On November 13, 2015 I attended a conference in Phoenix, Safeguarding Brains: The Law, Science & Ethics of the Concussive Injury Epidemic.
Dr. Jorge Barrio, professor of molecular and medical pharmacology, UCLA College of Medicine addressed the nature and diagnosis of chronic traumatic encephalopathy (CTE).
It was recently reported by the family of former pro football star Frank Gifford that signs of the degenerative disease CTE were found in his brain after his death.
The family was troubled regarding Gifford’s symptoms, they were concerned that he was suffering from the debilitating effects of head trauma, so they decided to have his brain examined.
CTE can be diagnosed only after death, and has been found in the brains of former football players. CTE has been linked to repeated brain trauma, it is associated with symptoms including memory loss, impaired judgment, depression and progressive dementia.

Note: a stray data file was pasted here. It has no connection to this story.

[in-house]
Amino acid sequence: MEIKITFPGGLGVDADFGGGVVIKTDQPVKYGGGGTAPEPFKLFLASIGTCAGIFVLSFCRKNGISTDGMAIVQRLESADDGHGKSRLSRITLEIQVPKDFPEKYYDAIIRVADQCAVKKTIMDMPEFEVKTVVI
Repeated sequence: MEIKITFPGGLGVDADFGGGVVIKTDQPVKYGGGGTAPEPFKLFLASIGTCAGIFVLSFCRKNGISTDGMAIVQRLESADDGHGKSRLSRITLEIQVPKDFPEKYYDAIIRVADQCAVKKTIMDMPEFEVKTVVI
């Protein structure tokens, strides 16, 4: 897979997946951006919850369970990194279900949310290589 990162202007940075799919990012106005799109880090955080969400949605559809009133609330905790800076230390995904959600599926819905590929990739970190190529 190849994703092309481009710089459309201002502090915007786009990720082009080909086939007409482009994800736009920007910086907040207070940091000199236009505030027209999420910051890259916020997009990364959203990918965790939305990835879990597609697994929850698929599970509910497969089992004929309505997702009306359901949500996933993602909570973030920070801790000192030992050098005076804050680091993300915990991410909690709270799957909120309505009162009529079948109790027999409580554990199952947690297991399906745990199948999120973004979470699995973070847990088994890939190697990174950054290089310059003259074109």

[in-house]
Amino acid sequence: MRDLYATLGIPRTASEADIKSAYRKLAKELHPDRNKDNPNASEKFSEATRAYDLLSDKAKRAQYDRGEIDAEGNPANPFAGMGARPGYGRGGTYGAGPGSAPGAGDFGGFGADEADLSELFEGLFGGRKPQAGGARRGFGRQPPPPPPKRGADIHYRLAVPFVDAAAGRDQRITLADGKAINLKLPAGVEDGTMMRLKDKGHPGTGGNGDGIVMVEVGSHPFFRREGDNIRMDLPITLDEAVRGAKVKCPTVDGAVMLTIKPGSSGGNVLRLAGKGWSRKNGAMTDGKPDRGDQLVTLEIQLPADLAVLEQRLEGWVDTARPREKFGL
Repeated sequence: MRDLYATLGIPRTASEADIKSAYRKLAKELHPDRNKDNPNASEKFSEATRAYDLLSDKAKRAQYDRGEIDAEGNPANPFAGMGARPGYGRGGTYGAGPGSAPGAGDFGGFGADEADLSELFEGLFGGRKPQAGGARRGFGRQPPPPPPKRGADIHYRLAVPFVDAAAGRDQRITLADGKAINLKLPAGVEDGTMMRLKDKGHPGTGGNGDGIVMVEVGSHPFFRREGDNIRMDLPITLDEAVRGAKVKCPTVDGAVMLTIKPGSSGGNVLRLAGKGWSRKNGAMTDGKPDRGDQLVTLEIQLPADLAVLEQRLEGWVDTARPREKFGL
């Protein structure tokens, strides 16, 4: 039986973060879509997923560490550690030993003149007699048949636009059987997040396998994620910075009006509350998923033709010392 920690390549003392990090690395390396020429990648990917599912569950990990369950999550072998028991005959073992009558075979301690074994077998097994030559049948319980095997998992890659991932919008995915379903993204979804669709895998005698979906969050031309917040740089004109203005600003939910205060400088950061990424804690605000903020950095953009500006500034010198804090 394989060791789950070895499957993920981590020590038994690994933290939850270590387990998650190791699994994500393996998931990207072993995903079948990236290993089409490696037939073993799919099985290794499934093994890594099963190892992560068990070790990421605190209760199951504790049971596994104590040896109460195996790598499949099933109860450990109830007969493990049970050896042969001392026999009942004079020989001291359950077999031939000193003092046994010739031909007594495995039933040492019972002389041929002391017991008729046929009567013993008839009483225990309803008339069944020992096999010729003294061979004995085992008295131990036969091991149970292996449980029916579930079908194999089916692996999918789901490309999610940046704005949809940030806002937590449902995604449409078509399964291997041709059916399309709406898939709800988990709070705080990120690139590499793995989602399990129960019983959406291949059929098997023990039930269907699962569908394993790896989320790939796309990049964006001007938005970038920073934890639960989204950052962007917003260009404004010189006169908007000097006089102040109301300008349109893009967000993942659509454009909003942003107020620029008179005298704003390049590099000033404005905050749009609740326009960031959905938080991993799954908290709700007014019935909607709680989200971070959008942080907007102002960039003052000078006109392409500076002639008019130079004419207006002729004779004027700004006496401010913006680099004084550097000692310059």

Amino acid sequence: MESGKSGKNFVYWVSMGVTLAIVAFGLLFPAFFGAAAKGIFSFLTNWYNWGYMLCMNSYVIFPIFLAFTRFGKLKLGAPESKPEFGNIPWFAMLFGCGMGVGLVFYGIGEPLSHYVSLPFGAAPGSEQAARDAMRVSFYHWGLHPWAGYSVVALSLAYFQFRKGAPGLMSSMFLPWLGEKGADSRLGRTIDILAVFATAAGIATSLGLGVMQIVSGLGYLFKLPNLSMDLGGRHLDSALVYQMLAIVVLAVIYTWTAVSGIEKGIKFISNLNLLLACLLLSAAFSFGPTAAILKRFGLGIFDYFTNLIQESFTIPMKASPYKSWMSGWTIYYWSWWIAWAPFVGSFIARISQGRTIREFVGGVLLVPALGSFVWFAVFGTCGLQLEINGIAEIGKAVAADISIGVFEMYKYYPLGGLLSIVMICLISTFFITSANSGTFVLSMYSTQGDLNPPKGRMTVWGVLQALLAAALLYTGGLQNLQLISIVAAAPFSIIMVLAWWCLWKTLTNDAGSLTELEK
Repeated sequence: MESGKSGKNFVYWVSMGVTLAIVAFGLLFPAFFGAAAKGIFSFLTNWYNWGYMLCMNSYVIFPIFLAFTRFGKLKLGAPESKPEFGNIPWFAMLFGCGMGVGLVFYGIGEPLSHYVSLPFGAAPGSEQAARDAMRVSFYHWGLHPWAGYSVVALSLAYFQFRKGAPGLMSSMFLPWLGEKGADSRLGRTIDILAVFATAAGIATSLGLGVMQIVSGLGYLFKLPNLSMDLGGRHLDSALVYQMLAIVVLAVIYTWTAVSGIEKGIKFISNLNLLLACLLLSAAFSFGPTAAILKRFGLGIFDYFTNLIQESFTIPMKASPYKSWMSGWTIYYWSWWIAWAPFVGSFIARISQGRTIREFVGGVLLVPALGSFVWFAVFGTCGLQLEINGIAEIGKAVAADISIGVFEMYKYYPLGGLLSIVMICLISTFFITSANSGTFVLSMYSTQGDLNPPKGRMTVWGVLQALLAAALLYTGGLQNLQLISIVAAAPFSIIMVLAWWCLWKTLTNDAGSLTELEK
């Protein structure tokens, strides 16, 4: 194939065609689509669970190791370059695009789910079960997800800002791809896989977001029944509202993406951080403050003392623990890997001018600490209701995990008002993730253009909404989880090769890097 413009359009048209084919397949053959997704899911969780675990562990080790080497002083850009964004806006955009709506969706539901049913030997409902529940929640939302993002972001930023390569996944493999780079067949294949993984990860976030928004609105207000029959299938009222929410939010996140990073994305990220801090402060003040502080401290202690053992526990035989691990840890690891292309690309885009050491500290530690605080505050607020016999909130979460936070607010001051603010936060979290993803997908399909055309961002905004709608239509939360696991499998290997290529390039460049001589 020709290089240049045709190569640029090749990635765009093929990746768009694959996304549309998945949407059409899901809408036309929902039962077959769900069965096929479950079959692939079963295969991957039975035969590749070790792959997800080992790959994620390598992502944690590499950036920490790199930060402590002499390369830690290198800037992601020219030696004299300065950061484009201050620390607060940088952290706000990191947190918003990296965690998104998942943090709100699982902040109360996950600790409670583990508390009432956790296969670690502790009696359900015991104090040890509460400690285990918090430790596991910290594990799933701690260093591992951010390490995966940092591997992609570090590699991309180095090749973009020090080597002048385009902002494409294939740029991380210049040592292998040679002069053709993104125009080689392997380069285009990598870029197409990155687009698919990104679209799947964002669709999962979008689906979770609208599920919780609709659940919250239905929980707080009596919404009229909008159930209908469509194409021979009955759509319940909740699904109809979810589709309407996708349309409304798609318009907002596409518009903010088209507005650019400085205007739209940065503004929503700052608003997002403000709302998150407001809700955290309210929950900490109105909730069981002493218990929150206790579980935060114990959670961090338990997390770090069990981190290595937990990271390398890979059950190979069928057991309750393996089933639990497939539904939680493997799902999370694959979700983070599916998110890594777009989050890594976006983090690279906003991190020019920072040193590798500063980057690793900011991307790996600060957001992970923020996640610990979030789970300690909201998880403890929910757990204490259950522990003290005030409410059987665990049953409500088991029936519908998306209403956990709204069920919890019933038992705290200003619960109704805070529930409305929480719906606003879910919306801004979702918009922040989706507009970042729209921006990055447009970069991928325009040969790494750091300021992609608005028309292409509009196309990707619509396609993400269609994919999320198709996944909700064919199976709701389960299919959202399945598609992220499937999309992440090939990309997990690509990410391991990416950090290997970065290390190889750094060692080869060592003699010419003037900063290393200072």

The family further stated that it found comfort in knowing that by disclosing Gifford’s condition that there might be more awareness of the issue and that Gifford’s condition should be a part of the conversation and the solution to this urgent problem.
Dr. Barrio states that the distribution pattern of abnormal brain proteins, primarily tau, observed in positron emission tomography (PET) scans, provides a fingerprint characteristic of CTE.